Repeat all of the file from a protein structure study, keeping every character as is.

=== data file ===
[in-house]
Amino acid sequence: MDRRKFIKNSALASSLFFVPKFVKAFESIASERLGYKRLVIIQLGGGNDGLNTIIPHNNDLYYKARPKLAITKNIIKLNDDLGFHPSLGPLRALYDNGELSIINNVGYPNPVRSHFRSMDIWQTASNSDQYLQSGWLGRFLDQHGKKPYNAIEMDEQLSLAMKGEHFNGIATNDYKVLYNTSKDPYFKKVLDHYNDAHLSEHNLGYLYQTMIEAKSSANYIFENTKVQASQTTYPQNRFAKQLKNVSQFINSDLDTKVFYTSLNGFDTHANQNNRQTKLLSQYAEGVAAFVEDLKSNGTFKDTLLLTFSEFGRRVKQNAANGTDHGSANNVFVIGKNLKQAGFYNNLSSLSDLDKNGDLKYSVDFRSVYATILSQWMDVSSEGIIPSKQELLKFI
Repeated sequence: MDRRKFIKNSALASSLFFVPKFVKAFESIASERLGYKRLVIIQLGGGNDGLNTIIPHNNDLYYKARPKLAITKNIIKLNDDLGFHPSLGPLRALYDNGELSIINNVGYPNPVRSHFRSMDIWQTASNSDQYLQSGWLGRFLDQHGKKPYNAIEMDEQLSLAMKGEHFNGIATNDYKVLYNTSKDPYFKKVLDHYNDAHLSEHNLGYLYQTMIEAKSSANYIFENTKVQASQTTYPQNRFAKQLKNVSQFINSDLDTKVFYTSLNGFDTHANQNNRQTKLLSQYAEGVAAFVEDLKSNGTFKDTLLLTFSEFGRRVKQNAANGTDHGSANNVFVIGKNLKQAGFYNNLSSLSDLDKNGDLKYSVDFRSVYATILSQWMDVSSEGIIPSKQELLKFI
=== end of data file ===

[in-house]
Amino acid sequence: MDRRKFIKNSALASSLFFVPKFVKAFESIASERLGYKRLVIIQLGGGNDGLNTIIPHNNDLYYKARPKLAITKNIIKLNDDLGFHPSLGPLRALYDNGELSIINNVGYPNPVRSHFRSMDIWQTASNSDQYLQSGWLGRFLDQHGKKPYNAIEMDEQLSLAMKGEHFNGIATNDYKVLYNTSKDPYFKKVLDHYNDAHLSEHNLGYLYQTMIEAKSSANYIFENTKVQASQTTYPQNRFAKQLKNVSQFINSDLDTKVFYTSLNGFDTHANQNNRQTKLLSQYAEGVAAFVEDLKSNGTFKDTLLLTFSEFGRRVKQNAANGTDHGSANNVFVIGKNLKQAGFYNNLSSLSDLDKNGDLKYSVDFRSVYATILSQWMDVSSEGIIPSKQELLKFI
Repeated sequence: MDRRKFIKNSALASSLFFVPKFVKAFESIASERLGYKRLVIIQLGGGNDGLNTIIPHNNDLYYKARPKLAITKNIIKLNDDLGFHPSLGPLRALYDNGELSIINNVGYPNPVRSHFRSMDIWQTASNSDQYLQSGWLGRFLDQHGKKPYNAIEMDEQLSLAMKGEHFNGIATNDYKVLYNTSKDPYFKKVLDHYNDAHLSEHNLGYLYQTMIEAKSSANYIFENTKVQASQTTYPQNRFAKQLKNVSQFINSDLDTKVFYTSLNGFDTHANQNNRQTKLLSQYAEGVAAFVEDLKSNGTFKDTLLLTFSEFGRRVKQNAANGTDHGSANNVFVIGKNLKQAGFYNNLSSLSDLDKNGDLKYSVDFRSVYATILSQWMDVSSEGIIPSKQELLKFI